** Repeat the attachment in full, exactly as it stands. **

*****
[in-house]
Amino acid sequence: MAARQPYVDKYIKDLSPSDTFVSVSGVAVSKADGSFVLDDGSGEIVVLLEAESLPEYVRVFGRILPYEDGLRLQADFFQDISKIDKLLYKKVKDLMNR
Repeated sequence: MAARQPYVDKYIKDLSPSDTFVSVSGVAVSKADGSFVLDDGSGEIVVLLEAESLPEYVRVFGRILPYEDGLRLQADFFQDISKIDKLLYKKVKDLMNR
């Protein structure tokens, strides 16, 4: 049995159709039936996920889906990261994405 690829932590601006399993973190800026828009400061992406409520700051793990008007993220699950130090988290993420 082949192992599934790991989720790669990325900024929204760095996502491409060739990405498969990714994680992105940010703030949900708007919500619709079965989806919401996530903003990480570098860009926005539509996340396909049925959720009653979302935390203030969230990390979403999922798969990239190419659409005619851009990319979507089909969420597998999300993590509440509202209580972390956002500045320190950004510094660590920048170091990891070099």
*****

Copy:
[in-house]
Amino acid sequence: MAARQPYVDKYIKDLSPSDTFVSVSGVAVSKADGSFVLDDGSGEIVVLLEAESLPEYVRVFGRILPYEDGLRLQADFFQDISKIDKLLYKKVKDLMNR
Repeated sequence: MAARQPYVDKYIKDLSPSDTFVSVSGVAVSKADGSFVLDDGSGEIVVLLEAESLPEYVRVFGRILPYEDGLRLQADFFQDISKIDKLLYKKVKDLMNR
């Protein structure tokens, strides 16, 4: 049995159709039936996920889906990261994405 690829932590601006399993973190800026828009400061992406409520700051793990008007993220699950130090988290993420 082949192992599934790991989720790669990325900024929204760095996502491409060739990405498969990714994680992105940010703030949900708007919500619709079965989806919401996530903003990480570098860009926005539509996340396909049925959720009653979302935390203030969230990390979403999922798969990239190419659409005619851009990319979507089909969420597998999300993590509440509202209580972390956002500045320190950004510094660590920048170091990891070099």